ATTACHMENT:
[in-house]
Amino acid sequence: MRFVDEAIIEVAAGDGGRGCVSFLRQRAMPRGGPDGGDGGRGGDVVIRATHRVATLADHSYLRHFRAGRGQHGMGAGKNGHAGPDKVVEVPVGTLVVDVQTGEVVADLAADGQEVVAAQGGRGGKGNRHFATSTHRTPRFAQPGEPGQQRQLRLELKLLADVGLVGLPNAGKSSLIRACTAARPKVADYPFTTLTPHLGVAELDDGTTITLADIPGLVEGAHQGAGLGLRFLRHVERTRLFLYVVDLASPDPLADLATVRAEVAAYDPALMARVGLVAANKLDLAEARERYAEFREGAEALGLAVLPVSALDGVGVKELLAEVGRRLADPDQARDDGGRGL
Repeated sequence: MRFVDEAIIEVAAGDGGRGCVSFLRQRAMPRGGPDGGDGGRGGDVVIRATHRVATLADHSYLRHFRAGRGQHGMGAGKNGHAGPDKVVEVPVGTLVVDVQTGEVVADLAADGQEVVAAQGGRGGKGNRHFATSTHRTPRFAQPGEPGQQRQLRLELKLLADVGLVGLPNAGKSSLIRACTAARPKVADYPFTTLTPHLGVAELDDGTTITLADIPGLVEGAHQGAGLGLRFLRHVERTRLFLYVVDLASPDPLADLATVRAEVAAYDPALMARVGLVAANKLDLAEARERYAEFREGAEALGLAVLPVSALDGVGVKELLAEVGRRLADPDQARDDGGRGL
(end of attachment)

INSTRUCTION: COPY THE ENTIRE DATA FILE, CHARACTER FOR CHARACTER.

[in-house]
Amino acid sequence: MRFVDEAIIEVAAGDGGRGCVSFLRQRAMPRGGPDGGDGGRGGDVVIRATHRVATLADHSYLRHFRAGRGQHGMGAGKNGHAGPDKVVEVPVGTLVVDVQTGEVVADLAADGQEVVAAQGGRGGKGNRHFATSTHRTPRFAQPGEPGQQRQLRLELKLLADVGLVGLPNAGKSSLIRACTAARPKVADYPFTTLTPHLGVAELDDGTTITLADIPGLVEGAHQGAGLGLRFLRHVERTRLFLYVVDLASPDPLADLATVRAEVAAYDPALMARVGLVAANKLDLAEARERYAEFREGAEALGLAVLPVSALDGVGVKELLAEVGRRLADPDQARDDGGRGL
Repeated sequence: MRFVDEAIIEVAAGDGGRGCVSFLRQRAMPRGGPDGGDGGRGGDVVIRATHRVATLADHSYLRHFRAGRGQHGMGAGKNGHAGPDKVVEVPVGTLVVDVQTGEVVADLAADGQEVVAAQGGRGGKGNRHFATSTHRTPRFAQPGEPGQQRQLRLELKLLADVGLVGLPNAGKSSLIRACTAARPKVADYPFTTLTPHLGVAELDDGTTITLADIPGLVEGAHQGAGLGLRFLRHVERTRLFLYVVDLASPDPLADLATVRAEVAAYDPALMARVGLVAANKLDLAEARERYAEFREGAEALGLAVLPVSALDGVGVKELLAEVGRRLADPDQARDDGGRGL